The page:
Title: Virunga: The Passion of Dian Fossey
Author: Farley Mowat
My image of Dian Fossey was uninformed and incomplete. To me, she was a champion of a quickly disappearing species, the mountain gorilla. I held in her such high esteem that I almost had to put the book down when I learned she used to cripple and shoot cows, that she would kill the dogs of poachers, and like us all, she was a deeply flawed, complex human.
Her whole life was devoted to a small group of gorillas roaming the misty forests and mountains of Rwanda. Devotion is perhaps an understatement.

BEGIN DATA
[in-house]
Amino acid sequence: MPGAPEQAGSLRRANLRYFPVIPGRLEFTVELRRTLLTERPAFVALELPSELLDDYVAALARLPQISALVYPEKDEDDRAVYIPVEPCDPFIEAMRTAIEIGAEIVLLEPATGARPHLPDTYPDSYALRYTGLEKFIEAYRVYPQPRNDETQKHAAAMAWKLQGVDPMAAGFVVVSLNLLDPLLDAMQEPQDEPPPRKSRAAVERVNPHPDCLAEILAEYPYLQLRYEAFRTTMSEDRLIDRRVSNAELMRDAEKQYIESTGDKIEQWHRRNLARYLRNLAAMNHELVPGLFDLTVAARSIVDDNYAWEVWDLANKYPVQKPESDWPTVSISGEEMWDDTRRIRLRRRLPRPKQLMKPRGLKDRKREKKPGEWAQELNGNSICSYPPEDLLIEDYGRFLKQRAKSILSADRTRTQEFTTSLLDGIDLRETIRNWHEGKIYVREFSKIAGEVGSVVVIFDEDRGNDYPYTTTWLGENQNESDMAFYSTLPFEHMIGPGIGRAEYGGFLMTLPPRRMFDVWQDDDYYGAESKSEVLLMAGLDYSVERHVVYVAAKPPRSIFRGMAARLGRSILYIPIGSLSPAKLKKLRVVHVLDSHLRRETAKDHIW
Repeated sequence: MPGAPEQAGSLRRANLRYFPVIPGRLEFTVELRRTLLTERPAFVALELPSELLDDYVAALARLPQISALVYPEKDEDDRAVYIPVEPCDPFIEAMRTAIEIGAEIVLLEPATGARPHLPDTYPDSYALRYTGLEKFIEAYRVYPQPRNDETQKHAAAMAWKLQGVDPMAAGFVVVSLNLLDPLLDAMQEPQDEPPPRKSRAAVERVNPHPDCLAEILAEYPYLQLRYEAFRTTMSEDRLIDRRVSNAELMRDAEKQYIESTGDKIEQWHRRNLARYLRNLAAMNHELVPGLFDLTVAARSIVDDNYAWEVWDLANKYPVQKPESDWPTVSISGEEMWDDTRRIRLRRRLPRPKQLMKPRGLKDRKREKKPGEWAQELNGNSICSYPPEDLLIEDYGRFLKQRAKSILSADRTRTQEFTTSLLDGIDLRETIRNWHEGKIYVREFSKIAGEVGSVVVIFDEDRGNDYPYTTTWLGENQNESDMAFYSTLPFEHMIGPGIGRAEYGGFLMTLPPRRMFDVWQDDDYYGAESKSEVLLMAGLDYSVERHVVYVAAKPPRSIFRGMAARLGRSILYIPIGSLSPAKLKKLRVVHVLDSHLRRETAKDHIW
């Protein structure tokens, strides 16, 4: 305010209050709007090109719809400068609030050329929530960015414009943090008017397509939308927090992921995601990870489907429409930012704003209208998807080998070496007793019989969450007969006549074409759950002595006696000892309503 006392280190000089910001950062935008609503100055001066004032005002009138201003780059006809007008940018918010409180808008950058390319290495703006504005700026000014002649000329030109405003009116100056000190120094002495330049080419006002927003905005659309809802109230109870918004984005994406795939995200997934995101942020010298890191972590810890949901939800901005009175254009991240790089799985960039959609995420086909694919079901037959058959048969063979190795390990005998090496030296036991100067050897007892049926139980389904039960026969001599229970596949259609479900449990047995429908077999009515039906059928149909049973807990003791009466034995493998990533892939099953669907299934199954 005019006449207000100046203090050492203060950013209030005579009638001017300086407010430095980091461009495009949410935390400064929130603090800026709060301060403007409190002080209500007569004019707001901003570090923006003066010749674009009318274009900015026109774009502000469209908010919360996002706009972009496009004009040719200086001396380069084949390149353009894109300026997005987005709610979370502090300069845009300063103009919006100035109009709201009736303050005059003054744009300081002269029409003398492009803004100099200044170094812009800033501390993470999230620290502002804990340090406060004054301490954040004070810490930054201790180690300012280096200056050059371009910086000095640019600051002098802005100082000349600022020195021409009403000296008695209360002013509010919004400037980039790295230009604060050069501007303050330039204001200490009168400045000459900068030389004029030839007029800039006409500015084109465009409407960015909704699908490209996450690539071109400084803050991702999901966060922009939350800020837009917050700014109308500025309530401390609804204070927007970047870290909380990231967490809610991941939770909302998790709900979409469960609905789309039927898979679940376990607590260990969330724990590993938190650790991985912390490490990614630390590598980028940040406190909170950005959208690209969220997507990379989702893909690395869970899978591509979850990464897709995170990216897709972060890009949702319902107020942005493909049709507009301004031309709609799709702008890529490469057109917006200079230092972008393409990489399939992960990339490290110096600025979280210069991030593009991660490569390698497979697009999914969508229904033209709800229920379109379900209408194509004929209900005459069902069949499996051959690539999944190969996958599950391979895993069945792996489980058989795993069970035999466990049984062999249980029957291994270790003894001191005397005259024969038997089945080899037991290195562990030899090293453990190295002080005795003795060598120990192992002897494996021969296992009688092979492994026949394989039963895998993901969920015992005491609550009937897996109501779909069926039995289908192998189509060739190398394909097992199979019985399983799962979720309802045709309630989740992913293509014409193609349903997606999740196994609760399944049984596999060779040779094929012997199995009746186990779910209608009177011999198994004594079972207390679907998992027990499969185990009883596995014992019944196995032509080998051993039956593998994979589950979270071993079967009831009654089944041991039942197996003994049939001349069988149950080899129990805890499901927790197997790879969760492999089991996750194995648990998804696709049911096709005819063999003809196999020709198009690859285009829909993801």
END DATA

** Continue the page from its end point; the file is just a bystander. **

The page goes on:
I am glad to have learned more of her flaws, her human foibles. I appreciate what she did to save those gorillas even more. How large of a burden it must have been to be the sole person standing in the way of an entire species' extinction. Some of her tactics I would never agree with, but I feel a small portion of the agony she must have experienced finding the gorillas she had come to love decapitated and dismembered on the forest floor.
When Dian Fossey was alive, there were less than 300 mountain gorillas alive. Without her, I think they would have all perished, victims of poaching, encroachment, zoo trade and accidental snaring. Really, I do. She forced people to see us in them.
Today, there are nearly 800 mountain gorillas. They are still endangered and still face the same threats they did thirty years ago, but they have a greater chance of recovering now.
The book itself is easy to read. It is engaging, although frustrating...good biographies always are when you learn the subject, you know, human. : )